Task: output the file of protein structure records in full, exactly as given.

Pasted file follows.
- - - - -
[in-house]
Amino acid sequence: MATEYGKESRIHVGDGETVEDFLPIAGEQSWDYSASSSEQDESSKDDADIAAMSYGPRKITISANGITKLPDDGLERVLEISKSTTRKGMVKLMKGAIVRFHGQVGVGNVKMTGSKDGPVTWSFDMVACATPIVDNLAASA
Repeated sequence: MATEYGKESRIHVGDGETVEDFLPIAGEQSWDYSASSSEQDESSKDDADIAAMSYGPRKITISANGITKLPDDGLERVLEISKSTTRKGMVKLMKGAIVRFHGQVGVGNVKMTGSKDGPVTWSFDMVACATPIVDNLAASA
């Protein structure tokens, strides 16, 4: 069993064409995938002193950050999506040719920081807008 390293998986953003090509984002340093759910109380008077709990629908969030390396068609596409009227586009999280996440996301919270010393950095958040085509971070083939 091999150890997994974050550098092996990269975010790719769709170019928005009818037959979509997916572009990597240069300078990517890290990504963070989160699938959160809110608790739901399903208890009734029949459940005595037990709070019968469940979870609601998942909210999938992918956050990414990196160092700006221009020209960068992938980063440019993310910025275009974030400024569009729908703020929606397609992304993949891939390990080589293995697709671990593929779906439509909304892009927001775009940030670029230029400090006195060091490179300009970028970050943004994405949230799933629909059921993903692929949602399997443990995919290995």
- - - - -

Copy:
[in-house]
Amino acid sequence: MATEYGKESRIHVGDGETVEDFLPIAGEQSWDYSASSSEQDESSKDDADIAAMSYGPRKITISANGITKLPDDGLERVLEISKSTTRKGMVKLMKGAIVRFHGQVGVGNVKMTGSKDGPVTWSFDMVACATPIVDNLAASA
Repeated sequence: MATEYGKESRIHVGDGETVEDFLPIAGEQSWDYSASSSEQDESSKDDADIAAMSYGPRKITISANGITKLPDDGLERVLEISKSTTRKGMVKLMKGAIVRFHGQVGVGNVKMTGSKDGPVTWSFDMVACATPIVDNLAASA
């Protein structure tokens, strides 16, 4: 069993064409995938002193950050999506040719920081807008 390293998986953003090509984002340093759910109380008077709990629908969030390396068609596409009227586009999280996440996301919270010393950095958040085509971070083939 091999150890997994974050550098092996990269975010790719769709170019928005009818037959979509997916572009990597240069300078990517890290990504963070989160699938959160809110608790739901399903208890009734029949459940005595037990709070019968469940979870609601998942909210999938992918956050990414990196160092700006221009020209960068992938980063440019993310910025275009974030400024569009729908703020929606397609992304993949891939390990080589293995697709671990593929779906439509909304892009927001775009940030670029230029400090006195060091490179300009970028970050943004994405949230799933629909059921993903692929949602399997443990995919290995």